Published Apr 13, 2018
Verena Meier http://orcid.org/0000-0001-9195-9951
Christian missionaries played a major role in the process of Othering Sinti and Roma. This “Other” was – like the colonial subject – mainly viewed as primitive, uncivilized, superstitious, and heathen. From the early nineteenth century, Protestant missions were established in Germany to “civilize” and educate Sinti and Roma. This paper takes a critical stance on these Protestant missionary efforts in the nineteenth and early twentieth centuries, highlighting the relevance of postcolonial studies for Romani studies. Firstly, I outline interconnections between stereotypes related to Zigeuner in the colonial metropole and “primitives” in the peripheral areas, which is then followed by an analysis of Protestant views on these two subordinate groups and the ways in which knowledge was transferred between Protestant missionaries across time and space. Finally, this analysis is followed by a methodological reflection on the benefits and limitations of postcolonial studies for critical Romani studies.
How to Cite
Meier, V. (2018). ‘Neither bloody persecution nor well intended civilizing missions changed their nature or their number’. Critical Romani Studies, 1(1), 86-126. https://doi.org/10.29098/crs.v1i1.7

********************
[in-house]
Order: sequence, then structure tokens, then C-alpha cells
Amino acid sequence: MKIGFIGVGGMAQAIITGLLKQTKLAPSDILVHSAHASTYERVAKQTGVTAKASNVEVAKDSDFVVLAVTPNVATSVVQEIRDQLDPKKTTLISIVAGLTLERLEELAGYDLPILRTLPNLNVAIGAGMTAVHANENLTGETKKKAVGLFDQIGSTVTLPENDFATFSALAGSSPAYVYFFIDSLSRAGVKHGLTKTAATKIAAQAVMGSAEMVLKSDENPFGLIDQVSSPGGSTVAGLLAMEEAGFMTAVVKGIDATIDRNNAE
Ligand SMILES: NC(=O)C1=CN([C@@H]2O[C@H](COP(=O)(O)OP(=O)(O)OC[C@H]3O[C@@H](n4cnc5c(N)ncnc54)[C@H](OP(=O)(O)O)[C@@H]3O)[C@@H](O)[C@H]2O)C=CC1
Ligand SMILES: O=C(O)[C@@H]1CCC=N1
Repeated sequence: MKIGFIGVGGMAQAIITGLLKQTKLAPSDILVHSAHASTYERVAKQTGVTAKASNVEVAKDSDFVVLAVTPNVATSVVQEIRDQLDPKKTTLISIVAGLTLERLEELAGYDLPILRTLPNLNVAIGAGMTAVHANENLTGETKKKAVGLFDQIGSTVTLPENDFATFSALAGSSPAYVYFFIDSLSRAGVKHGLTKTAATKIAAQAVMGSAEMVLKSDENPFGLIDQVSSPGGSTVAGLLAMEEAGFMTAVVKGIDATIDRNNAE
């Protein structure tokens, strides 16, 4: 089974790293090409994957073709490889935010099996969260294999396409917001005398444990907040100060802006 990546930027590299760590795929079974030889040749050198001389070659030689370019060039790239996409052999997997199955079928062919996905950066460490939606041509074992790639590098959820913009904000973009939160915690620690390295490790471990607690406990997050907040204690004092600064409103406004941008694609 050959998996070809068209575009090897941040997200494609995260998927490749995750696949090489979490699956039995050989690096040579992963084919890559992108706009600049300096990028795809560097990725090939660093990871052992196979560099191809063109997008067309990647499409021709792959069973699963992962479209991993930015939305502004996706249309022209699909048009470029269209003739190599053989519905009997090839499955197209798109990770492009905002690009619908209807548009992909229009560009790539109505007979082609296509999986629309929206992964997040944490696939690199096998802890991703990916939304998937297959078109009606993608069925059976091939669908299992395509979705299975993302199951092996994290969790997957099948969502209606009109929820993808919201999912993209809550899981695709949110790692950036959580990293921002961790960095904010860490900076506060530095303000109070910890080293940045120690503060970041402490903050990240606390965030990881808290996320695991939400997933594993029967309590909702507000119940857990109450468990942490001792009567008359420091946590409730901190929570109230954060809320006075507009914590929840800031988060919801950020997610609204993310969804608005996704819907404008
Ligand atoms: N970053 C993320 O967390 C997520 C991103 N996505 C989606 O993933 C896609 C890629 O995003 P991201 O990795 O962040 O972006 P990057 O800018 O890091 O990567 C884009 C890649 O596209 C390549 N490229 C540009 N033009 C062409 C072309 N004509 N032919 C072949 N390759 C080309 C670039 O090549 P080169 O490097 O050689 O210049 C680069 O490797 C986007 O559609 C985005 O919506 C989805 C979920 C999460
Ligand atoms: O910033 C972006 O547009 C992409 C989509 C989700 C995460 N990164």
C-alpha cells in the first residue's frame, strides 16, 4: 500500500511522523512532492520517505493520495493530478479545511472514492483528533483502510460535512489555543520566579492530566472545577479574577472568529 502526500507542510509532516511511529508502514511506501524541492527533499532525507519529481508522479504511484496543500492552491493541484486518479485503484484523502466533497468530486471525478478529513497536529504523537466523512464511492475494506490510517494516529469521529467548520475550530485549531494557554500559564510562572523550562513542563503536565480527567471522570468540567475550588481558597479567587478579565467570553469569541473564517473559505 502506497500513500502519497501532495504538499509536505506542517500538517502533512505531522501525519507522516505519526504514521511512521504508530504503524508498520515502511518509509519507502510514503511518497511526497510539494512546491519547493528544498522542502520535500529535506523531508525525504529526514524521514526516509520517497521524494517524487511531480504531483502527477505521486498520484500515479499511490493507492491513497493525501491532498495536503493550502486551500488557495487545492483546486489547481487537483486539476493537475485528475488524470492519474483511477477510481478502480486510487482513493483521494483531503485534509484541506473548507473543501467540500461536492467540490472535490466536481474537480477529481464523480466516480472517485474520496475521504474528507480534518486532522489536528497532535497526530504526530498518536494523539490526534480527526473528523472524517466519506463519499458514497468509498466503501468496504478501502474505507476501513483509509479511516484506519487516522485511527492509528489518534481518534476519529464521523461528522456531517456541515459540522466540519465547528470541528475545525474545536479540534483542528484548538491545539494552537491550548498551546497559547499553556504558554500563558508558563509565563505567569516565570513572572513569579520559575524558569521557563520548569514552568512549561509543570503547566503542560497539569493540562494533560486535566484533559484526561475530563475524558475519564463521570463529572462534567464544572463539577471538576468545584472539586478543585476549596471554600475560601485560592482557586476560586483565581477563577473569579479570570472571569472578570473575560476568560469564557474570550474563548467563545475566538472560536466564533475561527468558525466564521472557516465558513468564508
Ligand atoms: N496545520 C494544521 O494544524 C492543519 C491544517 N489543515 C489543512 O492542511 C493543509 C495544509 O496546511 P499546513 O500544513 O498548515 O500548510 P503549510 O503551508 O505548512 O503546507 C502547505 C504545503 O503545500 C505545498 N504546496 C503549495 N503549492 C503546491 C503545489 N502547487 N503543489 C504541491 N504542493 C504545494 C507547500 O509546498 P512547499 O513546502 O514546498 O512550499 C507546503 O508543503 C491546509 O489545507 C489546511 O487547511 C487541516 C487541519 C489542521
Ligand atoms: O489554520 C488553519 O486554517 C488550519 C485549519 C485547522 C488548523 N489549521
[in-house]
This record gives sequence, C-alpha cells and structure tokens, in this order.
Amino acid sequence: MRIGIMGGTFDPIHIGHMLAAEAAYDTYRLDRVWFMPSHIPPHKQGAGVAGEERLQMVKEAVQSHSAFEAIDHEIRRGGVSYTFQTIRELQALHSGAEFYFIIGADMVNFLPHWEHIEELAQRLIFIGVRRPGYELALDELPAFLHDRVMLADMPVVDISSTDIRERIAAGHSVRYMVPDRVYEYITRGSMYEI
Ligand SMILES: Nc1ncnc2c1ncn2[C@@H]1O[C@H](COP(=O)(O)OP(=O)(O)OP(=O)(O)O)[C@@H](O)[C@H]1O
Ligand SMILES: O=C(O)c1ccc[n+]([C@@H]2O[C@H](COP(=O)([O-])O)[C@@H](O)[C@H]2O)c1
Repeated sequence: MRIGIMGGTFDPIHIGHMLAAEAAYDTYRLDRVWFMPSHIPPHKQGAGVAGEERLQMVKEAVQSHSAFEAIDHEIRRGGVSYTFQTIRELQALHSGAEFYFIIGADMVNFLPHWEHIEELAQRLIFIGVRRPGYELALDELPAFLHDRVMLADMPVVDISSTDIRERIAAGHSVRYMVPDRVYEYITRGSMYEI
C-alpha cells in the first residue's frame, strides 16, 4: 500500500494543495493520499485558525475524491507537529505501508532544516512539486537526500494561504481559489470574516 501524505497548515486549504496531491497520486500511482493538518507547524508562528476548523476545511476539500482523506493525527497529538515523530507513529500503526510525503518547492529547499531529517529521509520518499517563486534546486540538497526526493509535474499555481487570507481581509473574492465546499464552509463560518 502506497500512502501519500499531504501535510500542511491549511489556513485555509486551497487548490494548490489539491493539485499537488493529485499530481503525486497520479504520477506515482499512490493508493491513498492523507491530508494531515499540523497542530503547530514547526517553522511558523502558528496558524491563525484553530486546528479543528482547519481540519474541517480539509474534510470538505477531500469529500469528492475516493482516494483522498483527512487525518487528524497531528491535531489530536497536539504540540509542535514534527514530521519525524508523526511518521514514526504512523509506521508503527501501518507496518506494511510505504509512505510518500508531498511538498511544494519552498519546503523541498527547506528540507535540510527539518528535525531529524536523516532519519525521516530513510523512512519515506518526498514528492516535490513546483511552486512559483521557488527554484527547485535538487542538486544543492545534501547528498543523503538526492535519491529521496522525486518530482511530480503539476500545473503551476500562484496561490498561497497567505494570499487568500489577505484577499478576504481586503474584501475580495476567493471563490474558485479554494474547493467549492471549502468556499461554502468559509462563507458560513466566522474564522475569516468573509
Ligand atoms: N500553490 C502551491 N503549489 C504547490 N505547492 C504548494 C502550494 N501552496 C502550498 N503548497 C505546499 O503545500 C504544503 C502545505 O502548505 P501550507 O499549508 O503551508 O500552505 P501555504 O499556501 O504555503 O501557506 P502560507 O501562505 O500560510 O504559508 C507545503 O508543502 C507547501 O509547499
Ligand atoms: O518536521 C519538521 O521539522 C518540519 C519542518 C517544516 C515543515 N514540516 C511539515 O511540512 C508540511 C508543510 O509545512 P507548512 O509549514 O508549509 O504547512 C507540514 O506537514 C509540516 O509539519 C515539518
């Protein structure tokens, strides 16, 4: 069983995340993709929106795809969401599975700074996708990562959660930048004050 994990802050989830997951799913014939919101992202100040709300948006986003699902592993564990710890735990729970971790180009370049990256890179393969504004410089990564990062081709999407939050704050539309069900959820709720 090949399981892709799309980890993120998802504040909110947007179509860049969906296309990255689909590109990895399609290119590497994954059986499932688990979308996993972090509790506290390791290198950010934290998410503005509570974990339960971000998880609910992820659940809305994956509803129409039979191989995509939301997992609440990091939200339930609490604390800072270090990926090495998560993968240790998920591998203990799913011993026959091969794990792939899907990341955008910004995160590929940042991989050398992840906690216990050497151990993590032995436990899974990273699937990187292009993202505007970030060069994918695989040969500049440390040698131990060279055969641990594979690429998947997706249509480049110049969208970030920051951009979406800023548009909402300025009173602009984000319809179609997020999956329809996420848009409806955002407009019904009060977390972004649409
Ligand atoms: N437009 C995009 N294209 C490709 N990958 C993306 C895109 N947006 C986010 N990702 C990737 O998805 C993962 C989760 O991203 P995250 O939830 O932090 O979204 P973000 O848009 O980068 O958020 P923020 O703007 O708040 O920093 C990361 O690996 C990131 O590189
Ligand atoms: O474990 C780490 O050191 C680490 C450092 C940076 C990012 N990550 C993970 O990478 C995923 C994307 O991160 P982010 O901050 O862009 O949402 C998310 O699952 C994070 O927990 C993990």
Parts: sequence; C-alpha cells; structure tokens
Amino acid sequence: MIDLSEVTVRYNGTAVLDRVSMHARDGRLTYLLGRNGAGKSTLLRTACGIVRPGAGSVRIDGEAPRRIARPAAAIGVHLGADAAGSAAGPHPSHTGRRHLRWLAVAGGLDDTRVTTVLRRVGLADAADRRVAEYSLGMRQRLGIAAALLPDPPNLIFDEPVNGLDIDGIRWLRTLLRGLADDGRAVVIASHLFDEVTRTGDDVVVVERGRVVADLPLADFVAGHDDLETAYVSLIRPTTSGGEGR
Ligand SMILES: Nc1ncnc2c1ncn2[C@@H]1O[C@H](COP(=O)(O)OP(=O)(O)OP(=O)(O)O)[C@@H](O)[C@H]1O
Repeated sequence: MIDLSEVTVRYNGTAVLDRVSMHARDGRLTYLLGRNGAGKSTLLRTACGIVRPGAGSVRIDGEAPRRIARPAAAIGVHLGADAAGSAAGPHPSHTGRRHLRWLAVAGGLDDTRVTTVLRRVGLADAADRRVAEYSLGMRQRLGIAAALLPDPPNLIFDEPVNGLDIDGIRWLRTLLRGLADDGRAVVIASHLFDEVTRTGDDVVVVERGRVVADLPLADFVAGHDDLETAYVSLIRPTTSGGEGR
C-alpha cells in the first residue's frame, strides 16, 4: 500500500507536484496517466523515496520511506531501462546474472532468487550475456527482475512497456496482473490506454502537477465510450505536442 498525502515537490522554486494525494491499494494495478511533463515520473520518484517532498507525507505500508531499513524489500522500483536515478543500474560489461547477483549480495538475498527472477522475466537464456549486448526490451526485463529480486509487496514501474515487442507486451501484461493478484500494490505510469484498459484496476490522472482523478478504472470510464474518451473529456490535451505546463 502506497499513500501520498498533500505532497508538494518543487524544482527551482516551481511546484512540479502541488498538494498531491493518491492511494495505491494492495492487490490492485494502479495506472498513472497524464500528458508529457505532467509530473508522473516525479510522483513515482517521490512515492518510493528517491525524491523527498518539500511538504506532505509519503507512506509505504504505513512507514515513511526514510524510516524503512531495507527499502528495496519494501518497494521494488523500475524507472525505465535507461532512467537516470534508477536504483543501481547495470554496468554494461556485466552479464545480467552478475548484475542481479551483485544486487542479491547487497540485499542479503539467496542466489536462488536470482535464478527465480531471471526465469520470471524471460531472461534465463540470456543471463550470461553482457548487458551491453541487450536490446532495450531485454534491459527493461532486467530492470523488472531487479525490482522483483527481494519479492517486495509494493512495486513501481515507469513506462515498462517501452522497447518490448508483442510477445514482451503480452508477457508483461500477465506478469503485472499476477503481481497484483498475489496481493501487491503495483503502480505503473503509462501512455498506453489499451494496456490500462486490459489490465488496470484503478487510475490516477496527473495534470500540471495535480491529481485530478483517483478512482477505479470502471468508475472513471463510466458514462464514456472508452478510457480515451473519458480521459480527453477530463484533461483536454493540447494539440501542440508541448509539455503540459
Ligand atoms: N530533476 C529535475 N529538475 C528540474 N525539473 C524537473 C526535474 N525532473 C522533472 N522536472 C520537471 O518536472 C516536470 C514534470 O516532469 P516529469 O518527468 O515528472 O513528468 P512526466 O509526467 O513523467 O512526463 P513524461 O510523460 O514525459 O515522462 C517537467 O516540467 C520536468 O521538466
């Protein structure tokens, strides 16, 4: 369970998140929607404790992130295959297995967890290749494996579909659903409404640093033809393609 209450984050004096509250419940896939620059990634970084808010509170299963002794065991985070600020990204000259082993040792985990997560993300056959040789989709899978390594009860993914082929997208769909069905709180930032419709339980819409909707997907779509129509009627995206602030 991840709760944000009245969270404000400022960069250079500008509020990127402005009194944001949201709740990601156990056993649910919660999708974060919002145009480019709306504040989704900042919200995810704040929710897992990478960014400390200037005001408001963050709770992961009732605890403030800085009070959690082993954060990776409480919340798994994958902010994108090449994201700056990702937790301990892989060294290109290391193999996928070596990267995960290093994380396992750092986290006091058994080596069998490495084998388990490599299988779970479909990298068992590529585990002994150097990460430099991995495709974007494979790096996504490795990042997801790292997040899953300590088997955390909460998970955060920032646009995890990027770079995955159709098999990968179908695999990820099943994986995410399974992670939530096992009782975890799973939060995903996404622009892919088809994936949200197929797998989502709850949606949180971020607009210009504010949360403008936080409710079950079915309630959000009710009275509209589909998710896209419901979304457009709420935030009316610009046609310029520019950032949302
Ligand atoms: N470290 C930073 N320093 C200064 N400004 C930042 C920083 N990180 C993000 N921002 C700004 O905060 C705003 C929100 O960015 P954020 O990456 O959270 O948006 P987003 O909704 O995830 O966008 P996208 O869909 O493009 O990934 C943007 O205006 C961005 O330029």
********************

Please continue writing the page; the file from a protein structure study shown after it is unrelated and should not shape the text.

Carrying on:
Antigypsyism, Colonalism, Colonized, Mission, Protestantism, Post-colonialism
Copyright (c) 2018 Verena Meier
Authors who publish with this journal agree to the following terms:
- Authors retain copyright and grant the journal right of first publication. The work is licensed under a Creative Commons Attribution-NonCommercial License that allows others to share the work with an acknowledgement of the work's authorship and initial publication in this journal.
- Authors are able to enter into separate, additional contractual arrangements for the non-exclusive distribution of the journal's published version of the work (e.g., post it to an institutional repository or publish it in a book), with an acknowledgement of its initial publication in this journal.